With its razor-sharp scope photography, methodical plotting, and icy Ennio Morricone score, this unheralded thriller is the sort of treat die-hard Eurocult excavators enjoy discovering. Pushing the definition of a giallo to the edge, it relies more on the viewer's imagination to fill in the grisly gaps in the story without ladling out much in the way of explicit sex and gore. Lado also deserves points for some fairly ruthless viewer manipulation, with a memorable climax guaranteed to elicit a gasp. (Interestingly, the '80s revival of Alfred Hitchcock Presents Short Night of Glass Dollsremade that "Breakdown" Short Night of Glass Dollsepisode but opted for Lado's ending instead of the TV original's.) Sorel, who also appeared in the excellent, remarkably similar (and excellent) The Double the same year, once again makes a solid leading man and carries the film through more than a few potentially confusing story hurdles, and the rest of the cast all fares well enough. The colorful Adorf, who lent colorful support to more than his share of crime thrillers, offers a robust turn nicely balanced by the more austere Thulin (a Visconti regular). Lovely Bach (Mrs. Ringo Starr) doesn't have much to do, but her presence was effectively used to promote this film on video after her fairly successful acting career through the early '80s.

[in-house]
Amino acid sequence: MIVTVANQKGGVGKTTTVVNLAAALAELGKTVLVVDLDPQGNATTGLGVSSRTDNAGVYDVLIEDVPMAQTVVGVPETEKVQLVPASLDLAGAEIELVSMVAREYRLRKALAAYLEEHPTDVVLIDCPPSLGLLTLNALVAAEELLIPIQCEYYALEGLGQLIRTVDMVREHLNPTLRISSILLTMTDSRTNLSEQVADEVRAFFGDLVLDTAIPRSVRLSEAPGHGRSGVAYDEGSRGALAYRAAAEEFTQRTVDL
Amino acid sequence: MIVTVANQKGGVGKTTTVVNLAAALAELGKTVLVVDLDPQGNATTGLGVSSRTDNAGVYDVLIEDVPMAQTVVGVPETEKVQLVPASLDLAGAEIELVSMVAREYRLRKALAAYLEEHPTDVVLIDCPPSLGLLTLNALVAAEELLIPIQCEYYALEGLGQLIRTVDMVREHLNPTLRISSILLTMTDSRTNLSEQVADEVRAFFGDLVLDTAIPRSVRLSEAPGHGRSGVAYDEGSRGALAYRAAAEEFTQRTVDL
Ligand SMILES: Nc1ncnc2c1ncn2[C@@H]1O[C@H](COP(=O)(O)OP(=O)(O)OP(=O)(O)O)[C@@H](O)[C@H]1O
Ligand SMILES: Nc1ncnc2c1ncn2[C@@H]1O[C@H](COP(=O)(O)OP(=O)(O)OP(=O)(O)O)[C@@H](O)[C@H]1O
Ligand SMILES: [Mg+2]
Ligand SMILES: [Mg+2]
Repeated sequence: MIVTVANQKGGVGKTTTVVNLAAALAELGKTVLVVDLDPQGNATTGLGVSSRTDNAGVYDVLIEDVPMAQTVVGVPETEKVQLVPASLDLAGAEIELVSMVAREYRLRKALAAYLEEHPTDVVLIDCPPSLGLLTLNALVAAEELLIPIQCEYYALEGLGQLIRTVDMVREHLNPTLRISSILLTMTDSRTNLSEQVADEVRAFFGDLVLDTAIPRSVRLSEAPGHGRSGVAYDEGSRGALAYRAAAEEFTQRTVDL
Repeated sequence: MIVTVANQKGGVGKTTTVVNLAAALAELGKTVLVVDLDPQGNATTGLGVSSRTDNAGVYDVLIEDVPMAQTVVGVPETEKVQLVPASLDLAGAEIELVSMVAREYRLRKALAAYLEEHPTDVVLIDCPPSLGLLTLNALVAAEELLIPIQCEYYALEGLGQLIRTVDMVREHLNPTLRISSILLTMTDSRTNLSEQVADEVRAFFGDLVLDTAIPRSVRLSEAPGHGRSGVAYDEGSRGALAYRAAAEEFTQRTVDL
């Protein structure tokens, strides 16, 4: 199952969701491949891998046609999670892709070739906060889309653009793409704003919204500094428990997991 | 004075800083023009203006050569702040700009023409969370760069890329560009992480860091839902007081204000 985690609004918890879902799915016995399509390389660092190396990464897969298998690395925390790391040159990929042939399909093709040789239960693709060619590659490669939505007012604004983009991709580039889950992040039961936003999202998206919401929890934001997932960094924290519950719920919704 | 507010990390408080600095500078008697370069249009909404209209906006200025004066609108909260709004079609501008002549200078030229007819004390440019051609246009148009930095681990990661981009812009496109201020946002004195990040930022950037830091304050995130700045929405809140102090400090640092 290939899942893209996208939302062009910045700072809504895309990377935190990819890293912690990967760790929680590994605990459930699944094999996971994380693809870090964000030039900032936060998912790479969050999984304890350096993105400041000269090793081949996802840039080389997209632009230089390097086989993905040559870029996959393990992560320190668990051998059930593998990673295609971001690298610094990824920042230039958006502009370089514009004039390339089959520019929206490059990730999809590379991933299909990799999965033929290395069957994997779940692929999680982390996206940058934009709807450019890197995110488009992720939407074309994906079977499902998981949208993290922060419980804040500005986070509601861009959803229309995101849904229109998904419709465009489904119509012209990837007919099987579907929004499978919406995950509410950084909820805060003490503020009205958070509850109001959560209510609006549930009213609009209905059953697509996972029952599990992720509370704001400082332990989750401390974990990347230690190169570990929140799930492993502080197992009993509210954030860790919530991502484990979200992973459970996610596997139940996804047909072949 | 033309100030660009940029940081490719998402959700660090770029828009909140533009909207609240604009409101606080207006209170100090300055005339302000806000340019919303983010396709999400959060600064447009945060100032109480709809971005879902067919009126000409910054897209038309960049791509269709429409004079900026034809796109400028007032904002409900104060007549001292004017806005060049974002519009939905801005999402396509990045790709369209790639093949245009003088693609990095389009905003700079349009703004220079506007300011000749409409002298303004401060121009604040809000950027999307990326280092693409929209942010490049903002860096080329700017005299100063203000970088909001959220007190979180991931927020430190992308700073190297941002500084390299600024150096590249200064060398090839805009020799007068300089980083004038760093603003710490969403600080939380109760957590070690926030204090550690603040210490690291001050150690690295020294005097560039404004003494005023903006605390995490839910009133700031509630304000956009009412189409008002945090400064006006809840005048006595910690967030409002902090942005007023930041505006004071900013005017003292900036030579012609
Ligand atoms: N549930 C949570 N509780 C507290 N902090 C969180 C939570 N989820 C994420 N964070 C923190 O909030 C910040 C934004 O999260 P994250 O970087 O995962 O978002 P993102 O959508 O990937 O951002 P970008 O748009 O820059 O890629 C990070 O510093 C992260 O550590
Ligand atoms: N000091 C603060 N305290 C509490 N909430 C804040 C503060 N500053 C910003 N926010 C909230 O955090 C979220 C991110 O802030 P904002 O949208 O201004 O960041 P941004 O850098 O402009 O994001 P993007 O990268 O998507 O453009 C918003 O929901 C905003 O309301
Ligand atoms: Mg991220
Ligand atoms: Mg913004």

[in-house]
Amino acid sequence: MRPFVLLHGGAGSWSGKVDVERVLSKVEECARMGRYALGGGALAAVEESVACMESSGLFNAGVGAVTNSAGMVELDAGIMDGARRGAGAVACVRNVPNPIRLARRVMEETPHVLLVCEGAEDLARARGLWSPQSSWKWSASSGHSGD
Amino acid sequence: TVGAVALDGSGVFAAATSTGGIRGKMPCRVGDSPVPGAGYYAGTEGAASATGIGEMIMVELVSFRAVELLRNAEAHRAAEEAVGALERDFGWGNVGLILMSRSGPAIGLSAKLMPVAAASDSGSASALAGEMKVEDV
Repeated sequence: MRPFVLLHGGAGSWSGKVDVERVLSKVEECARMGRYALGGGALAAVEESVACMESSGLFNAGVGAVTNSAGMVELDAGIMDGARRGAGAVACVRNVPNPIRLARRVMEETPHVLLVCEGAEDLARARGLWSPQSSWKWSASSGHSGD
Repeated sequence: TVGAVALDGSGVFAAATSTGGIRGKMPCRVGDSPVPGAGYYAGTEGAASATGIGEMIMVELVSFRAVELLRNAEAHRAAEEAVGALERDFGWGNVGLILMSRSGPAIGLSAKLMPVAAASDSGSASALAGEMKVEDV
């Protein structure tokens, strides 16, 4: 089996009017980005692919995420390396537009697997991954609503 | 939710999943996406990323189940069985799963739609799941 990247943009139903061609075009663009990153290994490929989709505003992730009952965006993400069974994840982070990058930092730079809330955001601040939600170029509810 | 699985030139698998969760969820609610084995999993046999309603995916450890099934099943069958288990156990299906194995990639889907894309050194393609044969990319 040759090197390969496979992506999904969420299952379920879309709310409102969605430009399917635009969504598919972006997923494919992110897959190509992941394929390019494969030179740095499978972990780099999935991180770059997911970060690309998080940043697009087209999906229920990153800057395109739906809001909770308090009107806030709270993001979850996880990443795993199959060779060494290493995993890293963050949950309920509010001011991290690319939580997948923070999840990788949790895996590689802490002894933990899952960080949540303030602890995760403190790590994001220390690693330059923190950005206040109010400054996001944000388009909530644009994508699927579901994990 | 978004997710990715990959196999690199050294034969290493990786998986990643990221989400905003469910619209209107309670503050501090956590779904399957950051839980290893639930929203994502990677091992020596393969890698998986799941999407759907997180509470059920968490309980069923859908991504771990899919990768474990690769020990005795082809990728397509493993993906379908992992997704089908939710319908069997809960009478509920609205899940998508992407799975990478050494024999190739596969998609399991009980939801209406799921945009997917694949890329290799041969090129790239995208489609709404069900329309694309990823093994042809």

This co-production between Italy, West Germany, and Yugoslavia had a decent amount of exposure in Europe but never played American theaters, instead making its US debut on VHS in the '80s from MPI in a horrendously cropped edition under the title Paralyzed (complete with an unrelated glamour shot of top-billed Bach on the back of the sleeve). The widest letterboxed version in the VHS era in Europe barely measured to 1.90:1, so it wasn't until Anchor Bay's 2002 DVD that the full scope compositions could finally be appreciated at home. The blue and gray color schemes look accurate throughout, and the mostly dubbed English audio sounds fine. Lado appears on a solid featurette, the 11-minute "Strange Days of the Short Night," in which he explains the completely irrational title; originally the film was going to be called Malastrana and then Short Night of the Butterflies, but commercial considerations from a competing project forced a last minute switch. The disc Short Night of Glass Dollsalso includes a theatrical trailer and Lado bio/filmography, and it was also issued at the same time as part of a great Anchor Bay giallo box (alongside The Case of the Bloody Iris, Bloodstained Shadow, and Who Saw Her Die?); the exact same transfer and extras were later reissued by Blue Underground both as a standalone disc and a triple feature "Midnight Movies" set with the latter two films from that giallo box. In Germany, Koch also released an essentially worthless 1.78:1 version as Malastrana with the English and German audio tracks. In France, the film given a DVD release as Je suis vivant in 2006 with English and French audio tracks as well as an Italian-language commentary with Lado, albeit conducted only in French.